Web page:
Dream by Susan Wicks

dream
You only had to leave and your bedroom
has rolled out into space
in a swirl of branches where the full moon
presses its pale face to the glass.
There’s a pool of milk under the sill.
I’m paddling in white blood
that dries without a trace. A trail
leads from the curtain to the made bed
where something of you still lies
looking up at these posters – a man on his knees
slick as a seal in his blue latex sheath;
a ripple of ochre desert; a gold-silk-trousered Puck
pinned in mid-leap with a message: Back
in forty minutes; the spinning earth.

Tinuviel by J.R.R. Tolkien

The leaves were long, the grass was green,

The hemlock-umbels tall and fair,

And in the glade a light was seen

Of stars in shadow shimmering.

Tinuviel was dancing there

To music of a pipe unseen,

And light of stars was in her hair,

And in her raiment glimmering.

There Beren came from mountains cold,

And lost he wandered under leaves,

And where the Elven-river rolled

He walked alone and sorrowing.

He peered between the hemlock-leaves

And saw in wonder flowers of gold

Upon her mantle and her sleeves,

And her hair like shadow following.

Enchantment healed his weary feet

That over hills were doomed to roam;

And forth he hastened, strong and fleet,

And grasped at moonbeams glistening.

Through woven woods in Elvenhome

She lightly fled on dancing feet,

And left him lonely still to roam

In the silent forest listening.

He heard there oft the flying sound

Of feet as light as linden-leaves,

Or music welling underground,

In hidden hollows quavering.

Now withered lay the hemlock-sheaves,

And one by one with sighing sound

Whispering fell the beechen leaves

In the wintry woodland wavering.

He sought her ever, wandering far

Where leaves of years were thickly strewn,

By light of moon and ray of star

In frosty heavens shivering.

Her mantle glinted in the moon,

As on a hill-top high and far

She danced, and at her feet was strewn

A mist of silver quivering.

When winter passed, she came again,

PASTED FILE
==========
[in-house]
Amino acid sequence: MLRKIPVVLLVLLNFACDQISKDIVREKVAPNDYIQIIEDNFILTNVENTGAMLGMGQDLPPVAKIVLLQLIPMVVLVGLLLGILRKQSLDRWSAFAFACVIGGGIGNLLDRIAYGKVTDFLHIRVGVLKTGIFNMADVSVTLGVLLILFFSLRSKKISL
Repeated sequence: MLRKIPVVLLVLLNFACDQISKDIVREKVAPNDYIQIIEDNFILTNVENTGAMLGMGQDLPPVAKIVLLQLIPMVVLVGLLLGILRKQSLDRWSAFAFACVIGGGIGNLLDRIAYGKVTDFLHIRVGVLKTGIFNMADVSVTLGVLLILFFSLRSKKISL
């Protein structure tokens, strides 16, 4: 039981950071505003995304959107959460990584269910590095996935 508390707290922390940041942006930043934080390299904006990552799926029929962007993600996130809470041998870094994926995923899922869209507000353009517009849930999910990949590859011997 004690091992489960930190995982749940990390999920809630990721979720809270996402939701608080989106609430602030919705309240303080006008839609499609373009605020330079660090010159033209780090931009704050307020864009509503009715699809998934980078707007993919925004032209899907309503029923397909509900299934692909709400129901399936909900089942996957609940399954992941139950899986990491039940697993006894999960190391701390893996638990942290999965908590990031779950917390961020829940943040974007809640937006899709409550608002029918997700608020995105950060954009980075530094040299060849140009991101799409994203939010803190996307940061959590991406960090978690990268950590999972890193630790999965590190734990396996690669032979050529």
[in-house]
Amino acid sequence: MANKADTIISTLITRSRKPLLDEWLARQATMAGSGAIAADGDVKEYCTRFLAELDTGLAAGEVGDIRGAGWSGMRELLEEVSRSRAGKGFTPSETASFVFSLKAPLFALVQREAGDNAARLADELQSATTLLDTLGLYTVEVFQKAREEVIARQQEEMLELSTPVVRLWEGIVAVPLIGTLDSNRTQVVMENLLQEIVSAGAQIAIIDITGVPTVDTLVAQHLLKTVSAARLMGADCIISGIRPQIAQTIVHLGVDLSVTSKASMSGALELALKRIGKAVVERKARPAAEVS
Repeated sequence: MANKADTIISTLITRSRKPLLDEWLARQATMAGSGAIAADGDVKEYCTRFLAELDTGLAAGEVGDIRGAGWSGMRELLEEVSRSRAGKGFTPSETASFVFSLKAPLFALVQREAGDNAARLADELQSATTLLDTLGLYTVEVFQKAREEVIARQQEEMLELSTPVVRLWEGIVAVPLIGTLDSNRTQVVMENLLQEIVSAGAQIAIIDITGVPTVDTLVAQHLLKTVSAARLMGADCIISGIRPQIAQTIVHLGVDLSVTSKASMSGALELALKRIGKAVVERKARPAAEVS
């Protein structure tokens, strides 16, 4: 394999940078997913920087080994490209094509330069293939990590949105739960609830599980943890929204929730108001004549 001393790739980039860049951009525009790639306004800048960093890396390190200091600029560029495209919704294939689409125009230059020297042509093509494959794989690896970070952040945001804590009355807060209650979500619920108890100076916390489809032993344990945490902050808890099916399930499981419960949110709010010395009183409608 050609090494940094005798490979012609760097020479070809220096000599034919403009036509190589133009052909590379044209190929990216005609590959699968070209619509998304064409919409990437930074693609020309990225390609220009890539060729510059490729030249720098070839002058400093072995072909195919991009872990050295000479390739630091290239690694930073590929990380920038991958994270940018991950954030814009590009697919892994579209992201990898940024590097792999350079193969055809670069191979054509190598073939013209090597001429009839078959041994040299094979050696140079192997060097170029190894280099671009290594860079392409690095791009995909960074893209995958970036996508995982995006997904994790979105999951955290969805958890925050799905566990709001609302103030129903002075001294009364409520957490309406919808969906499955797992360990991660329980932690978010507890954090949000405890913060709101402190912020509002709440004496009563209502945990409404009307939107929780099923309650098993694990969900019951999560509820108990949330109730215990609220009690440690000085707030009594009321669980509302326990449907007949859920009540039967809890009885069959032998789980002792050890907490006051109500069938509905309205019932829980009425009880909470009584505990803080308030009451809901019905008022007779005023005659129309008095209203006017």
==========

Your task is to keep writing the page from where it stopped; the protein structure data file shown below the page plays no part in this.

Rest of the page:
And her song released the sudden spring,

Like rising lark, and falling rain,

And melting water-bubbling.

He saw the elven-flowers spring

About her feet, and healed again

He longed by her to dance and sing

Upon the grass untroubling.

Again she fled, but swift he came,

Tinuviel! Tinuviel!

He called her by her elvish name;

And there she halted listening.

One moment stood she, and a spell,

His voice laid on her: Beren came,

And doom fell on Tinuviel

That in his arms lay glistening.

As Beren looked into her eyes

Within the shadows of her hair,

The trembling starlight of the skies

He saw there mirrored shimmering.

Tinuviel the elven-fair

Immortal maiden elven-wise,

About him cast her shadowy hair

And arms like silver glimmering.

Long was the way that fate them bore

O’er stony mountains cold and grey

Through halls of iron and darkling door

And woods of nightshade morrowless.

The Sundering Seas between them lay,

And yet at last they met once more,

And log ago they passed away

In the forest singing sorrowless.

Magic by Ovid

Ye elves of hills, brooks, standing lakes, and groves,
And ye that on the sands with printless foot
Do chase the ebbing Neptune, and do fly him
When he comes back, you demi-puppets that
By moonshine do the green sour ringlets make,
Whereof the ewe not bites; and you whose pastime
Is to make midnight mushrooms, that rejoice
To hear the solemn curfew; by whose aid,
Weak masters though ye be, I have bedimm’d
The noontide sun, call’d forth the mutinous winds,
And ‘twixt the green sea and the azur’d vault
Set roaring water; to the dread rattling thunder
Have I given fire, and rifted Jove’s stout oak
With hiw own bolt; the strong-bas’d promontory
Have I made shake, and by the spurs pluck’d up
The pine and cedar; graves at my command
Have wak’d their sleepers, op’d, and let ’em forth
By my so potent art.

Translated by William Shakespeare